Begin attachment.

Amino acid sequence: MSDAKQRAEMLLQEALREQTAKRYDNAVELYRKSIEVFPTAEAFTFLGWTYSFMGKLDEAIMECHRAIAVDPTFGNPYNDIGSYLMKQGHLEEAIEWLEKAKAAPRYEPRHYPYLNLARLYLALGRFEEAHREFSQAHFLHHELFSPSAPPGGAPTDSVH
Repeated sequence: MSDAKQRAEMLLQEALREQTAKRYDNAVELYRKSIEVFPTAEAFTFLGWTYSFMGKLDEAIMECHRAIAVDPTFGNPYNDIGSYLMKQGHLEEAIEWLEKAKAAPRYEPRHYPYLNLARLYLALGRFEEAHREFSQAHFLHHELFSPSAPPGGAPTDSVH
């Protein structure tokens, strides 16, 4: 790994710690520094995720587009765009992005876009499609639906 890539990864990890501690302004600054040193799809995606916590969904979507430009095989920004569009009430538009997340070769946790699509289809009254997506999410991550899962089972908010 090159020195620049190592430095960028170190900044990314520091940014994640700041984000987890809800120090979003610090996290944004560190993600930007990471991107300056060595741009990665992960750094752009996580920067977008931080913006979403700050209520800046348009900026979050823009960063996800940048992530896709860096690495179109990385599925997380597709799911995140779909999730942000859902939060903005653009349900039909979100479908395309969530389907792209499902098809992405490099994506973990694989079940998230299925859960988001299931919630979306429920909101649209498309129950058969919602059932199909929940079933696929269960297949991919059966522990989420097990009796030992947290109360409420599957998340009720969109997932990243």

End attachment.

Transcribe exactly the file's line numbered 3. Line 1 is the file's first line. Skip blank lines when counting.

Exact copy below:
């Protein structure tokens, strides 16, 4: 790994710690520094995720587009765009992005876009499609639906 890539990864990890501690302004600054040193799809995606916590969904979507430009095989920004569009009430538009997340070769946790699509289809009254997506999410991550899962089972908010 090159020195620049190592430095960028170190900044990314520091940014994640700041984000987890809800120090979003610090996290944004560190993600930007990471991107300056060595741009990665992960750094752009996580920067977008931080913006979403700050209520800046348009900026979050823009960063996800940048992530896709860096690495179109990385599925997380597709799911995140779909999730942000859902939060903005653009349900039909979100479908395309969530389907792209499902098809992405490099994506973990694989079940998230299925859960988001299931919630979306429920909101649209498309129950058969919602059932199909929940079933696929269960297949991919059966522990989420097990009796030992947290109360409420599957998340009720969109997932990243």